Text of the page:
8. Dr. Strangelove (1964)
During the height of the Cold War, when the threat of nuclear oblivion hung heavy in the air; Dr. Strangelove was released in cinemas, lambasting the ineptitude of a culture that has harnessed the ability to destroy itself. The film follows the events immediately after the mental breakdown of U.S Air Base Commander; General Ripper (Sterling Hayden) as he orders (without approval) a preemptive nuclear strike on the U.S.S.R. that cannot be reversed. This is justified by Ripper’s paranoid delusion that Russian Communists are out to get his ‘precious bodily fluids.’
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The film is a risible series of expertly placed jabs that interprets the paranoia of the 1960’s American nuclear policy as a symptom of something more primal; a fear of being attacked that justifies attacking first. Completely deadpan in its delivery, we see the real-time collapse of logic from the incompetence of an administration that has unwittingly invoked the end of days. Peter Sellers masterfully navigates three separate roles whilst Kubrick’s direction frames the tragedy in a monochrome sheen. The pitch-black darkness of the humor and subject matter allows for the prospect of a nuclear holocaust to become laughable…liberating in all its cowboy-riding-a-nuclear-warhead absurdity, the film is arguably the definitive dark comedy picture of the 20th century.
9. Harold & Maude (1971)
The most macabre yet wholesome love story ever told; Harold is a nihilistic 19-year-old boy completely obsessed with death. Hailing from a wealthy family who is determined to see him married, he spends his days pranking his mother and servants by ‘committing suicide’ in various ways. When he isn’t faking his own death, he attends funerals of people he doesn’t know. It’s here he encounters 79-year-old Maude; a carjacking, piano-playing elderly lady with an unstoppable lust for life (who also crashes funerals). The juxtaposition of Harold & Maude’s relationship with life (and death) is the core of the narrative.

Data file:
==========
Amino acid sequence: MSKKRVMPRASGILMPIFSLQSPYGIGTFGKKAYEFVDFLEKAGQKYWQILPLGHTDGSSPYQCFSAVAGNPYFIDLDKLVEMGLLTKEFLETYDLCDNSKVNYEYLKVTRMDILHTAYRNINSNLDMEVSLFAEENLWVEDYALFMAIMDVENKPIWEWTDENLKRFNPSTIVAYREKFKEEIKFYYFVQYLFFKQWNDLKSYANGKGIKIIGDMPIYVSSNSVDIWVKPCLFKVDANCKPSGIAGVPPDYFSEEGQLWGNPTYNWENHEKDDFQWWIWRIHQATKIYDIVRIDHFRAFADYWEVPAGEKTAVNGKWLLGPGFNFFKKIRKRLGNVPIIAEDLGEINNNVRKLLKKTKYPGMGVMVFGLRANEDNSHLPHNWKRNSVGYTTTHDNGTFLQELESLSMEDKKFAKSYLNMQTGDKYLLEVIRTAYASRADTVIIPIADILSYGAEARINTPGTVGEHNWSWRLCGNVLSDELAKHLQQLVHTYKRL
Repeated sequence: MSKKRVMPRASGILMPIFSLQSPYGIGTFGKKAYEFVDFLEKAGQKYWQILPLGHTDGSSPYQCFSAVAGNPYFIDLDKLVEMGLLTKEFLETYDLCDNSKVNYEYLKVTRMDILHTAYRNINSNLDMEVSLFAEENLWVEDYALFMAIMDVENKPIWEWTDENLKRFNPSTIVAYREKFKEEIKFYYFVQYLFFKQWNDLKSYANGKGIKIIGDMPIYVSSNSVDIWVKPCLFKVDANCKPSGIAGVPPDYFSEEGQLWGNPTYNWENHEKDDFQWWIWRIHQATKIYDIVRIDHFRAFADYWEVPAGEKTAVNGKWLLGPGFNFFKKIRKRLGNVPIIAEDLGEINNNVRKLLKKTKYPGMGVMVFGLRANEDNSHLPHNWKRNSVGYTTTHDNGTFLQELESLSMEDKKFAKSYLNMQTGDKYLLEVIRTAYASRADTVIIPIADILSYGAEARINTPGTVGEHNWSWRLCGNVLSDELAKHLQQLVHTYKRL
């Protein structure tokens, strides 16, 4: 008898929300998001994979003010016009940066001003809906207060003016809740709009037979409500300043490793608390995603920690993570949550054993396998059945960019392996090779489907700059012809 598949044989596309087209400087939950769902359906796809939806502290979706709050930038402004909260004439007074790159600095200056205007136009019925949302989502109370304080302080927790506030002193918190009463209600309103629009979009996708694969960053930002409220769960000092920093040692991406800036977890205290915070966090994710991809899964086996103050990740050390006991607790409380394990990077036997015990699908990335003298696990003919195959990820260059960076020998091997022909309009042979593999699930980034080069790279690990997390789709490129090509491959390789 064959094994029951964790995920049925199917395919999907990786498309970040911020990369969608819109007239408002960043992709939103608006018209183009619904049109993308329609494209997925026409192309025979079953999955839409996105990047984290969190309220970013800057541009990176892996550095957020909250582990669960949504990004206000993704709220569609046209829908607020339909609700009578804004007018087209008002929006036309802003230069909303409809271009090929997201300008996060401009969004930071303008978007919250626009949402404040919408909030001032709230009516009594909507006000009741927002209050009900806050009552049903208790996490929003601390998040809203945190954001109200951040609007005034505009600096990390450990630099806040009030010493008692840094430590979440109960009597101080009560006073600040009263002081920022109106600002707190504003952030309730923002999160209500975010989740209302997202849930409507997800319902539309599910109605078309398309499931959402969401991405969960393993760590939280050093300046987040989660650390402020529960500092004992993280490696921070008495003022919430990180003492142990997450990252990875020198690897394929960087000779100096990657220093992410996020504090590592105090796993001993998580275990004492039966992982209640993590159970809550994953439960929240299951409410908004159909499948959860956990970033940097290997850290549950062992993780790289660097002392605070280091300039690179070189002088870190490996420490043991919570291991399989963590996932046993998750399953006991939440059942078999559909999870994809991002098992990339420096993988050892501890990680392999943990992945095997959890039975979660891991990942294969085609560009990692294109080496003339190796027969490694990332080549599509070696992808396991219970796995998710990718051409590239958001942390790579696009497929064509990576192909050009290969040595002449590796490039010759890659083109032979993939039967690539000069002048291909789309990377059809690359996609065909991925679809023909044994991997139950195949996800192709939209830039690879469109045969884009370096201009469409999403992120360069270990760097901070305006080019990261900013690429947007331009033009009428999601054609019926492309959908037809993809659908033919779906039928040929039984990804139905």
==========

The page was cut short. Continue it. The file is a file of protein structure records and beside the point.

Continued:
Harold is a young man, yet he longs for death – he fixates on the rituals, violence, pain, and shock of death as an event. Oppositely, Maude is approaching death but deals with this same specter in a jocular and flippant way – disregarding social norms, violating the law, speaking freely, and living according to herself. It’s in Maude’s approach to life that Harold finds value and perspective in his own experience. A truly gothic love story that presents the most morbid packaging of optimism you’ll perhaps ever see. The beautiful soundtrack, wonderful direction, and endearing performances make Harold & Maude a memorably bizarre classic.
10. Brazil (1985)
Set in an alternative version of the 20th century, in a dense, dark, and nameless metropolis retrofitted with anachronistic devices, Terry Gilliam’s ‘Brazil’ is an unforgettably grandiose and utterly absurd epic. The film delivers us into a surreal version of a society that could have been dreamt up by 1930’s futurists – but this society has been left to age, rust, and erode indefinitely. The film sways between the dreams of protagonist Sam Lowry (Jonathan Pryce) as he imagines himself as an angel flying to save the woman of his dreams, to his reality as an office clerk in this festering mega-city that’s under constant threat of terrorism.
It’s part Orwellian vision of a totalitarian society, part Kafkaesque bureaucratic nightmare, and part Fritz Lang’s ‘Metropolis’. The nameless city itself is a sprawling aesthetic blend of Art Deco, Modernism, and Brutalism – a steaming maze that seemingly springs out of nightmares. The film is a sharply hilarious attack on the absurdity of corporate oligarchies, the irrationality of overly designed bureaucracy, the snobbery of high society, the ills of overproduction, the threat of repressive politics, the shock of domestic terrorism, and the atomization of society. With a hugely understated supporting cast including Bob Hoskins and Robert De Niro (who plays a zip-lining, pistol-wielding handyman) the film tackles dark sociopolitical themes with a stylistic and humorous vigor, creating a masterpiece of not only dark comedy but of cinema itself.